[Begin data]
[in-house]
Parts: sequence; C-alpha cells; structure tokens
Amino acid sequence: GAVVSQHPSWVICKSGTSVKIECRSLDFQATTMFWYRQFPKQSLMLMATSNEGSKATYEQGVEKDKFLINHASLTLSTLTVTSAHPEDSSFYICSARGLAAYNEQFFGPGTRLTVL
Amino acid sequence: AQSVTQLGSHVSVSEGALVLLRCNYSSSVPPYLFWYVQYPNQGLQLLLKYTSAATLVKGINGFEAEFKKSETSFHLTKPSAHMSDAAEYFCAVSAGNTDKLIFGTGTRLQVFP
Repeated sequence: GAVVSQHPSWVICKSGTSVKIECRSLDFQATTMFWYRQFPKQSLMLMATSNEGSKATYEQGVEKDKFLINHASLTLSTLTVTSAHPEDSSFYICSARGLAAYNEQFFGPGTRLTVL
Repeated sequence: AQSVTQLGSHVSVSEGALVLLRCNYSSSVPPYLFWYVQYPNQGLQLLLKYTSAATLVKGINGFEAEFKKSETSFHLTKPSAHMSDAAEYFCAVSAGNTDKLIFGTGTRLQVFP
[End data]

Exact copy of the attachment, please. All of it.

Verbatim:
[in-house]
Parts: sequence; C-alpha cells; structure tokens
Amino acid sequence: GAVVSQHPSWVICKSGTSVKIECRSLDFQATTMFWYRQFPKQSLMLMATSNEGSKATYEQGVEKDKFLINHASLTLSTLTVTSAHPEDSSFYICSARGLAAYNEQFFGPGTRLTVL
Amino acid sequence: AQSVTQLGSHVSVSEGALVLLRCNYSSSVPPYLFWYVQYPNQGLQLLLKYTSAATLVKGINGFEAEFKKSETSFHLTKPSAHMSDAAEYFCAVSAGNTDKLIFGTGTRLQVFP
Repeated sequence: GAVVSQHPSWVICKSGTSVKIECRSLDFQATTMFWYRQFPKQSLMLMATSNEGSKATYEQGVEKDKFLINHASLTLSTLTVTSAHPEDSSFYICSARGLAAYNEQFFGPGTRLTVL
Repeated sequence: AQSVTQLGSHVSVSEGALVLLRCNYSSSVPPYLFWYVQYPNQGLQLLLKYTSAATLVKGINGFEAEFKKSETSFHLTKPSAHMSDAAEYFCAVSAGNTDKLIFGTGTRLQVFP